Peplum Defined by Apparel Search - Terms of Interest to the Fashion Industry

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Peplum originates in the Greek word for 'tunic'.  It may also be referenced as a peplos.  In addition to the tunic version of the definition from ancient Greece, the peplum has a secondary and relatively unrelated garment term dating back to the 19th century.  The second version of Peplum is a short overskirt that is usually attached to a fitted jacket.  The early Pwas usually not attached to a jacket and was merely an extra overskirt flounce sewn onto, and dropping from the waist..  A popular version became part of women's suitings in the 1940's.

A peplos is a body-length garment established as typical attire for women in ancient Greece by 500 BC (the Classical period). It was a long, tubular cloth with the top edge folded down about halfway, so that what was the top of the tube was now draped below the waist, and the bottom of the tube was at the ankle. The garment was then gathered about the waist and the folded top edge pinned over the shoulders. The folded-down top of the tube provided the appearance of a second piece of clothing.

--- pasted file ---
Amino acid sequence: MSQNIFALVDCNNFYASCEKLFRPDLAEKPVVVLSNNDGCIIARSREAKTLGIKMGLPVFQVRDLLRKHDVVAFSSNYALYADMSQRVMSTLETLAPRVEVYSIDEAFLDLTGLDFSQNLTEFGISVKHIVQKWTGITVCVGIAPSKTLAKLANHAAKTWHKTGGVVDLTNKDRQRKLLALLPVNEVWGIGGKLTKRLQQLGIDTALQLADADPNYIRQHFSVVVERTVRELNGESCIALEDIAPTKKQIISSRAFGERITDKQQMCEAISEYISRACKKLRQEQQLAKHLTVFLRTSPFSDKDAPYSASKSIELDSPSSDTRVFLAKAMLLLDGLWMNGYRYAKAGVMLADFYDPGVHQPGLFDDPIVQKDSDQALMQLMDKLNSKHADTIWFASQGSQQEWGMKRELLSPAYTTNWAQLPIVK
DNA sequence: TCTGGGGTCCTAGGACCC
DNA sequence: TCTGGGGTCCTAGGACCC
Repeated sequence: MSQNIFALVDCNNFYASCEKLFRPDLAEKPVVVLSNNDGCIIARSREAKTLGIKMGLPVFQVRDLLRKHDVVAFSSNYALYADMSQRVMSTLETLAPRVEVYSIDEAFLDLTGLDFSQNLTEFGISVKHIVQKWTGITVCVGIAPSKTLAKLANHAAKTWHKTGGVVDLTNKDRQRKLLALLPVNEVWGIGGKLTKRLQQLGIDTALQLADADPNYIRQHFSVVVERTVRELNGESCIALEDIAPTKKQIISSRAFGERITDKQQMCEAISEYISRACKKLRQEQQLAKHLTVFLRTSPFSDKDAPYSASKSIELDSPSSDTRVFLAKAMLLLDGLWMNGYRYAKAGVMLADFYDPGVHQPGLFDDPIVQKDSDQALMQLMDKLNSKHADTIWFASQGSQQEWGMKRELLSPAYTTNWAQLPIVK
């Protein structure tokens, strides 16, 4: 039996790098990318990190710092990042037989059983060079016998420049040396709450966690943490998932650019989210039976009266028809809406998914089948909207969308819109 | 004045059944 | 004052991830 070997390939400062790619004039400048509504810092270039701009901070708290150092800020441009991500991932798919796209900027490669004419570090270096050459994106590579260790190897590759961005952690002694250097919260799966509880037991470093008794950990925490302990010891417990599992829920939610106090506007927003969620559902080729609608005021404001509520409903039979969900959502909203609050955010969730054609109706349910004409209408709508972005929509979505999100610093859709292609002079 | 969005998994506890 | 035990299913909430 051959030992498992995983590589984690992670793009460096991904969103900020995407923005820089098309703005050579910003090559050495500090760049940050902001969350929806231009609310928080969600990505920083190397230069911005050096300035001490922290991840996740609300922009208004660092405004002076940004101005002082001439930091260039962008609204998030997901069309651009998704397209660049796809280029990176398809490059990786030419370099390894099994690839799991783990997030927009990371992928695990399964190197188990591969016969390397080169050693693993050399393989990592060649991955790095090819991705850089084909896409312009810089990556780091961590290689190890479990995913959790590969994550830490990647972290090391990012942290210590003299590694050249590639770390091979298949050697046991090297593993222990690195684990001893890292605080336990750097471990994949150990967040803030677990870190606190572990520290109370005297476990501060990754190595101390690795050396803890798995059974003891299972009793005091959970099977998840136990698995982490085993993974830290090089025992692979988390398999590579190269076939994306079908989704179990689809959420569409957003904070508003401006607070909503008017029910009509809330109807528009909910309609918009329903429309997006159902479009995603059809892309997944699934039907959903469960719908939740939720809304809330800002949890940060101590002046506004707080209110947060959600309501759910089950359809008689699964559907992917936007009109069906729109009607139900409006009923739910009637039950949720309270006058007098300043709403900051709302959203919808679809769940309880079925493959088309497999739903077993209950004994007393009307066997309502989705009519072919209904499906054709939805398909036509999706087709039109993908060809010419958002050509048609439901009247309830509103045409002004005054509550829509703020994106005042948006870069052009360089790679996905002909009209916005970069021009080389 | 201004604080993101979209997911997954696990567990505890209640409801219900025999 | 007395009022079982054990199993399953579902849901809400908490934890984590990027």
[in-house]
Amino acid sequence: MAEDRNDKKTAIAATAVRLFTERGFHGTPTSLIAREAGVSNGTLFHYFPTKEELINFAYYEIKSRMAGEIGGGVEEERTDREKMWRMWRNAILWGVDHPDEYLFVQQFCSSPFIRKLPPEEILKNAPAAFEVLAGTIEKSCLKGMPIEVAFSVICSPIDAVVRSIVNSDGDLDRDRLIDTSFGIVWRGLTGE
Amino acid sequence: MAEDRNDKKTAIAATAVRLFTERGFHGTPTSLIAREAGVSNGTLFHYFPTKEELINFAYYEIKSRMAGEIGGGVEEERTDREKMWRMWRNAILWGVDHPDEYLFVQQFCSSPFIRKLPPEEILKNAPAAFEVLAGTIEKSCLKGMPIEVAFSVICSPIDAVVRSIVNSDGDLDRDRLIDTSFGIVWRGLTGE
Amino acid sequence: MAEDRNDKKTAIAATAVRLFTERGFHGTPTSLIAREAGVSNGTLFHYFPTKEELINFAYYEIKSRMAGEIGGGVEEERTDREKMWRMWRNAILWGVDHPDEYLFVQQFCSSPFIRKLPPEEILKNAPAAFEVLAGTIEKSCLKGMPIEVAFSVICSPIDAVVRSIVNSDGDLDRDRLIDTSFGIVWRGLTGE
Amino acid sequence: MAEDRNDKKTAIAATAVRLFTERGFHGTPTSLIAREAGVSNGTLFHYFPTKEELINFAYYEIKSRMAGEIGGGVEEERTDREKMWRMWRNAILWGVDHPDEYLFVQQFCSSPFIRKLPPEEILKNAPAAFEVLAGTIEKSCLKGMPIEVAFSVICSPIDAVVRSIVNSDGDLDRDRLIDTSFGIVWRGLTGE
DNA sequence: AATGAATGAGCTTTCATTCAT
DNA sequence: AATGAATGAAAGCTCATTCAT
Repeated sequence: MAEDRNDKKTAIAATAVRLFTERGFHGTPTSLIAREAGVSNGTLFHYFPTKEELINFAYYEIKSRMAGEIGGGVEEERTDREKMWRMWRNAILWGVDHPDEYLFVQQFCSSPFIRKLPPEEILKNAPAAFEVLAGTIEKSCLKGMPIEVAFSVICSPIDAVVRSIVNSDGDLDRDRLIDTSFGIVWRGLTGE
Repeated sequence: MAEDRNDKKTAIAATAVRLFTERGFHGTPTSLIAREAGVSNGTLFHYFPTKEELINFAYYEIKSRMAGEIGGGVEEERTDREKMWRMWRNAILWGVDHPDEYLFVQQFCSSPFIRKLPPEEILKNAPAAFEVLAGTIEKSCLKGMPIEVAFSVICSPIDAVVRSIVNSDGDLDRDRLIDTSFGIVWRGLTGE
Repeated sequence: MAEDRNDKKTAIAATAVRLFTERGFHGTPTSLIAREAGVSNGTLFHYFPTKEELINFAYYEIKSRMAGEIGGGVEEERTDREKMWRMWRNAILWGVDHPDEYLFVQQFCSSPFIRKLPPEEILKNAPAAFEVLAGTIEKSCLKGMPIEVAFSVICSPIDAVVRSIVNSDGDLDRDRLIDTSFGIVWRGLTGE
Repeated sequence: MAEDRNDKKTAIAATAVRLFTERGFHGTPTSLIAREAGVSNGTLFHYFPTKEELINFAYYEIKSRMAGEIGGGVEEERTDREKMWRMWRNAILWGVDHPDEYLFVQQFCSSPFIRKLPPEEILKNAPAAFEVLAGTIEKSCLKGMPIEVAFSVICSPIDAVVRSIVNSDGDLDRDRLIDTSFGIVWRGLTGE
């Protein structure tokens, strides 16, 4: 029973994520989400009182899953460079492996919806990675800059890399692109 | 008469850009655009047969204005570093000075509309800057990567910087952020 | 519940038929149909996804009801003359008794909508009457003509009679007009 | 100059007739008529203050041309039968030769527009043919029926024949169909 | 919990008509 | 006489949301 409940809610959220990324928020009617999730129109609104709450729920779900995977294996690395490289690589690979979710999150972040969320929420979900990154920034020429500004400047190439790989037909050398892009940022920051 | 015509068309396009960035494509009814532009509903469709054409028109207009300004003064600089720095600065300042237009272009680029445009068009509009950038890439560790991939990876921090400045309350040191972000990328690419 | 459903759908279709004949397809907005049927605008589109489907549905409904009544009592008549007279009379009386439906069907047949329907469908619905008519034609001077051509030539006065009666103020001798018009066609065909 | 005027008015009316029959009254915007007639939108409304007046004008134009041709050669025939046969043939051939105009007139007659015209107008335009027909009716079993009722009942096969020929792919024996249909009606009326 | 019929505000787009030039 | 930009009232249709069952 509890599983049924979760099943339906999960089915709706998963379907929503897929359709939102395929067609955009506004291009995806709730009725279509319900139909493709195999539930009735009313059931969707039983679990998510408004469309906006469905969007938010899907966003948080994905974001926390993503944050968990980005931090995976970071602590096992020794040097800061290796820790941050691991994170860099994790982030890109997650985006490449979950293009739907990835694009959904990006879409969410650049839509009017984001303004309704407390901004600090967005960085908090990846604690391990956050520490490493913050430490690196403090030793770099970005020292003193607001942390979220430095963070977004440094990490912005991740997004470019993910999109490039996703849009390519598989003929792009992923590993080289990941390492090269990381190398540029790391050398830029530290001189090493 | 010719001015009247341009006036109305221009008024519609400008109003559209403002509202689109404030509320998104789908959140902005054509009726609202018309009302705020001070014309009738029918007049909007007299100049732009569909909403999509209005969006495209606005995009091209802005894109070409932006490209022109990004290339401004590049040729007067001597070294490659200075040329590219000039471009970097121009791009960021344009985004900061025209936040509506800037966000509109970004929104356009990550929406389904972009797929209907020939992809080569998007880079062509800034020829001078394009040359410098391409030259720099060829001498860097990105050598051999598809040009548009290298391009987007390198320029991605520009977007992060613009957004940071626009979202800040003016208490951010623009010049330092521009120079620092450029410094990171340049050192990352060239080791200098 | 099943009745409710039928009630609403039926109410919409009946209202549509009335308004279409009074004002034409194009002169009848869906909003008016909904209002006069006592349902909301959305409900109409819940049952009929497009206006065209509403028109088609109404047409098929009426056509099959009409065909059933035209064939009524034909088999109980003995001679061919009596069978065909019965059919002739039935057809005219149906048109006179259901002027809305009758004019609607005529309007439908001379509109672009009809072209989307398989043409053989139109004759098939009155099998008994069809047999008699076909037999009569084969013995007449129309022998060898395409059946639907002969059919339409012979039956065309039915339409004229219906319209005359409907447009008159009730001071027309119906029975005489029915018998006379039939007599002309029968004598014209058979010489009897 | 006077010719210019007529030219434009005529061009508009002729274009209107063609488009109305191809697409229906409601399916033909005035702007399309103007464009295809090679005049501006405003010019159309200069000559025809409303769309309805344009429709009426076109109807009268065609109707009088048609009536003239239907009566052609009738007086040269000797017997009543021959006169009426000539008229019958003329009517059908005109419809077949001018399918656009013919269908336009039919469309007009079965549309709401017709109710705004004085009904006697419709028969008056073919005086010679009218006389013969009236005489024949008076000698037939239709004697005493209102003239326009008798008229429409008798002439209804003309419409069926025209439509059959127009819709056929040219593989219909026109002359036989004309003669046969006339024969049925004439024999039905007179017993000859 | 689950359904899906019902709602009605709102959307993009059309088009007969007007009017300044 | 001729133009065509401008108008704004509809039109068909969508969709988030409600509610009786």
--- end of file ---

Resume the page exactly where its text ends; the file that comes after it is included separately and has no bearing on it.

The peplos was draped and open on one side of the body, like the Doric chiton. It should not be confused with the Ionic chiton, which was a piece of fabric folded over and sewn together along the longer side to form a tube.

We suggest you also visit the What is Peplum definition at the Wise Geek website.  They appear to have done nice research and have put together an informative definition.  You may want to also read the Should I wear a peplum? article posted on the V-Style blog.  The Guardian also wrote a nice piece about How to wear a peplum that would be a good choice for reading.

Here are a few additional definitions few definitions:

A garment worn by women in ancient Greece; cloth caught at the shoulders and draped in folds to the waist.

A flared ruffle attached to the waistline of a dress or jacket or blouse. 

A peplos, an Ancient Greek garment formed of a tubular piece of cloth, which is folded back upon itself halfway down, until the top of the tube is worn around the waist, and the bottom covers the legs down to the ankles; the open top is then worn over the shoulders, and draped, in folds, down to the waist; compare the Roman ''palla''.

An overskirt, or peplum, is a type of elongated hem resembling a short skirt, worn to lay over another garment, either another skirt such as a petticoat or underskirt, or breeches.

Written by ML at Apparel Search April 3, 2013


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